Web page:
“I think going to school here and practicing in town has many advantages. You develop trusted relationships with physician colleagues from all specialties and then can refer to them later. I think it is great to learn, train and practice in my community,” Dr. Held said.
Daughter Holly Held Volz, M.D., graduated from the Long School of Medicine in 2014. Her sister, Heidi Held McDonald, M.D., earned her degree in 2017. Dr. McDonald is now doing her residency in dermatology at UT Health.
Dr. Volz, who completed her residency in June at UT Health, accepted a dermatology faculty position in September. She is working with residents and seeing patients at the Mays Cancer Center, the newly named home to UT Health San Antonio MD Anderson Cancer Center.
With her grandfather as a founding faculty member, Dr. Volz said she has many childhood memories at the university. “I wanted to live here and to work here like he did. I knew I could build referrals during my residency and get to know my colleagues and the people I would work with in other specialties.
“I also had strong family support while I was here for medical school and my residency,” she said. “I’m glad I decided to come here. Our school is great at getting early exposure to clinical training. During my second year of medical school, I got to see patients. During my third year, I was doing core rotations,” Dr. Volz said.
Regarding her residency in dermatology, “I think the faculty members at our university are approachable and eager to teach. We are a team, and we want to take the best care of our patients. I liked getting up and going to work every day,” she added.
Dr. Volz said she decided to join the faculty because she saw the impact she can make not only on patients but on future physicians. “I was taught by physicians who my grandfather trained. I saw how my grandfather’s work influenced their lives, and that, in turn, has impacted my own. I am honored to be a part of the tradition of medical education. I am fortunate to follow in the footsteps of my grandfather and my mother.”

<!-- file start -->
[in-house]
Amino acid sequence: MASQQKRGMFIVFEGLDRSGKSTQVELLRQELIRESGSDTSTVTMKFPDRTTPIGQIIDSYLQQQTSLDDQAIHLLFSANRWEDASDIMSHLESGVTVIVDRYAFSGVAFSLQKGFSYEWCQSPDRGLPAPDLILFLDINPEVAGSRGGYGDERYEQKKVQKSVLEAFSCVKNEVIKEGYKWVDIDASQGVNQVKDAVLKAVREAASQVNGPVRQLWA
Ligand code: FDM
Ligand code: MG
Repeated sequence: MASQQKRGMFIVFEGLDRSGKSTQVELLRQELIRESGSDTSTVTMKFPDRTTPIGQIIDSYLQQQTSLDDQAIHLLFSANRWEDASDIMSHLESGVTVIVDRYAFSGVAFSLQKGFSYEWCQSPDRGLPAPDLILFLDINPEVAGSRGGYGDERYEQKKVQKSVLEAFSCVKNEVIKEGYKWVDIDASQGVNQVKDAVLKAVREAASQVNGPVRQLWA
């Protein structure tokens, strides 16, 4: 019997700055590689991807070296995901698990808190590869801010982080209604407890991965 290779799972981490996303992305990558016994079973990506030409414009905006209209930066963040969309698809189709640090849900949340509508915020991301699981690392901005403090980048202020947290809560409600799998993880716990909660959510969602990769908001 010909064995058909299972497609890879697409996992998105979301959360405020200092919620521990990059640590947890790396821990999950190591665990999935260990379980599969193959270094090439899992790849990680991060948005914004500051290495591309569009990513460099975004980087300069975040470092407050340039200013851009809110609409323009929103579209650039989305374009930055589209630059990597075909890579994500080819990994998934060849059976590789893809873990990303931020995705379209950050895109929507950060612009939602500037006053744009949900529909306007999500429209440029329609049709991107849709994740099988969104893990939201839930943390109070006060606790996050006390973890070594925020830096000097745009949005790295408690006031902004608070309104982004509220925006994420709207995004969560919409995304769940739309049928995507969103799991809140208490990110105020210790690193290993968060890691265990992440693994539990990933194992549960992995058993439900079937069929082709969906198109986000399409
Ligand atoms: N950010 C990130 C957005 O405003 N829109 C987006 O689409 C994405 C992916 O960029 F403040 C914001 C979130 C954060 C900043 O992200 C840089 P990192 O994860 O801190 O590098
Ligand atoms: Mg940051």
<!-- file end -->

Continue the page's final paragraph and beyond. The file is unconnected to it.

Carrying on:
Dr. Story is just as proud of his family’s accomplishments. All four of them were elected to membership in the prestigious Alpha Omega Alpha Honor Medical Society.
“Kristin is beyond all expectations. She is an outstanding ophthalmologist and is really involved in preserving the classical practice of medicine. She also raised four glorious young women. With Holly and Heidi, if we didn’t encourage them overtly to be doctors, we certainly did covertly! It was very rewarding to see them both graduate from our medical school. We are very fortunate to have this legacy of learning,” he added.
Dr. Held said the family is thrilled that three generations have been involved in the Long School of Medicine. “Our medical school has an important role in the development of San Antonio, Bexar County and South Texas. We have a very pioneering spirit. Those first founding faculty created a strong foundation. This school is based on the same principles that my father taught me—the importance of an excellent education, a strong work ethic, and invaluable clinical training. Those are all important in creating the next generation of outstanding physicians,” she added.